JAIC 2001, Volume 40, Number 1, Article 2 (pp. 15 to 33)
JAIC online
Journal of the American Institute for Conservation
JAIC 2001, Volume 40, Number 1, Article 2 (pp. 15 to 33)

PARALOID B-72 AS A STRUCTURAL ADHESIVE AND AS A BARRIER WITHIN STRUCTURAL ADHESIVE BONDS: EVALUATIONS OF STRENGTH AND REVERSIBILITY

JERRY PODANY, KATHLEEN M. GARLAND, WILLIAM R. FREEMAN, & JOE ROGERS


ABSTRACT—Acrylic copolymers are now well known in conservation practice. Based upon relative stability and reversibility, Paraloid B-72 has found a particularly wide range of uses as a coating, consolidant, and adhesive. Increasingly, B-72 is being used as an adhesive for reassembly of large stone sculpture. It has also found use as an interface barrier that, in theory, lends greater reversibility to joints made with less reversible adhesives such as epoxies or polyesters and limits the penetration of these materials into the adherend substrate. The following two studies were undertaken as an initial evaluation of these systems and to make a direct comparison between B-72 and the more commonly used structural adhesives, epoxy and polyester, from the standpoint of shear and tensile strength, as well as reversibility.Modified ASTM standard tests were used to determine the strength of marble-to-marble bonds formed with epoxy, polyester, and high-concentration solutions of B-72 in two commonly used solvents. Bonds made with epoxy or polyester adhesives including additional barriers of B-72 on both substrates of the adherends were also tested. The results indicate that in some solutions B-72 alone may be sufficiently strong under tensile load for use as a structural adhesive and that B-72 used as an interface barrier is sufficiently strong for structural joints as well as able to increase reversibility of bonds where polyester or epoxy is used as the adhesive. However, solvent loss from the B-72 adhesive or B-72 barrier must be sufficient to assure full bond strength. Further study is needed to evaluate the adhesive qualities of B-72, since characteristics such as the porosity and absorbency of the substrate and the possible long-term reordering and creep of the copolymer under constant long-term stress could affect the adhesive bond.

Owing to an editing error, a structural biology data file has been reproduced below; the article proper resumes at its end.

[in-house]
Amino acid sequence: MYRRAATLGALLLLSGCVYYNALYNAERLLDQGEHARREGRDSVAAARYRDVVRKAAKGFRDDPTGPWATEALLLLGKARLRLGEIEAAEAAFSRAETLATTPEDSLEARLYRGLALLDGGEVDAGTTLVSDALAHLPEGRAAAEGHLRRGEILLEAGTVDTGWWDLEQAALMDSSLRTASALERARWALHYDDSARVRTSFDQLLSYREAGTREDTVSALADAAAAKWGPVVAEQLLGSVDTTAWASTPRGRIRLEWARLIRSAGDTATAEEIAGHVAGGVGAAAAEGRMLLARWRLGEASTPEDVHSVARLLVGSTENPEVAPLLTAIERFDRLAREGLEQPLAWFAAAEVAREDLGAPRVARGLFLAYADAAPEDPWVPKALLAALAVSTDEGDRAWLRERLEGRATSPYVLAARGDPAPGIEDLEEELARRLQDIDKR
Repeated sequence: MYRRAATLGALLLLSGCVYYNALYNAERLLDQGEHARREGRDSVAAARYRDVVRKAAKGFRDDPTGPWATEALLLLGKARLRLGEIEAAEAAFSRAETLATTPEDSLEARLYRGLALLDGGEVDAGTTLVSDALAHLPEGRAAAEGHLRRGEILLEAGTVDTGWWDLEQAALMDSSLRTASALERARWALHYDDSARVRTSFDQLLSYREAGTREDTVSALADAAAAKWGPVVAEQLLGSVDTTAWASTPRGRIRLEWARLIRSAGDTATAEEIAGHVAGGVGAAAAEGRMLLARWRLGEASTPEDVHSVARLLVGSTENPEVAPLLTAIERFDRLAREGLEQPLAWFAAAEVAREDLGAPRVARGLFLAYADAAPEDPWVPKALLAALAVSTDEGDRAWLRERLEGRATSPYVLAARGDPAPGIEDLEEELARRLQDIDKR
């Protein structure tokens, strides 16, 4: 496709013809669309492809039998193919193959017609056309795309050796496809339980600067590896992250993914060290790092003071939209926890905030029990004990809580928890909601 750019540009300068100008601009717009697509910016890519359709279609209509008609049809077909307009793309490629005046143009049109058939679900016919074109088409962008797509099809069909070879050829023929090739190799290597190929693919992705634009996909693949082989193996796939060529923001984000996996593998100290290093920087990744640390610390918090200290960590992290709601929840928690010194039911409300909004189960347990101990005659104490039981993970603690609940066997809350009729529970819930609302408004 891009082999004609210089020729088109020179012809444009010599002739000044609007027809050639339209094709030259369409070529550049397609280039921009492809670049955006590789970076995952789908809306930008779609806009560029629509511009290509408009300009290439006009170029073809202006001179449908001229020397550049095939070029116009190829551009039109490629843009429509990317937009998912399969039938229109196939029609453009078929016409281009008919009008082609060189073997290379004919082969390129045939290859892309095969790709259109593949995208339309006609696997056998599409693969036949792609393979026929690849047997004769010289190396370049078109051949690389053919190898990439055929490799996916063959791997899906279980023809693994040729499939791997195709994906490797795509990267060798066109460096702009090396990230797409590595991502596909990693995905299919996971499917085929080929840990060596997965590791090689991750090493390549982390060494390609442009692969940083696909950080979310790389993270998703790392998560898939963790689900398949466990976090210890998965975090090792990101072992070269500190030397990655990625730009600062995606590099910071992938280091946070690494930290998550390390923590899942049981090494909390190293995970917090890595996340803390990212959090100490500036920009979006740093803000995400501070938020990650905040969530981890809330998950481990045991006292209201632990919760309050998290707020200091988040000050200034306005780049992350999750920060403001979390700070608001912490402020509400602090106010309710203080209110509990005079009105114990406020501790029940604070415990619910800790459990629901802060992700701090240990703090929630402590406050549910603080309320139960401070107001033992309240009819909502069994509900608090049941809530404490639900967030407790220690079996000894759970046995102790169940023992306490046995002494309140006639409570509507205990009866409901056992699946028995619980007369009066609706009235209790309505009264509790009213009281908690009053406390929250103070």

[Spanish Abstract] [French Abstract]

Article Sections:

1. INTRODUCTION
2. APPROACHES TO TESTING
3. SHEAR TESTS
4. TENSILE TESTS
5. REVERSIBILITY EVALUATIONS
6. TEST RESULTS
7. DISCUSSION
8. CONCLUSIONS
a: Notes , Materials , References , Author Information
Entire Article

Copyright 2001 American Institution for Conservation of Historic & Artistic Works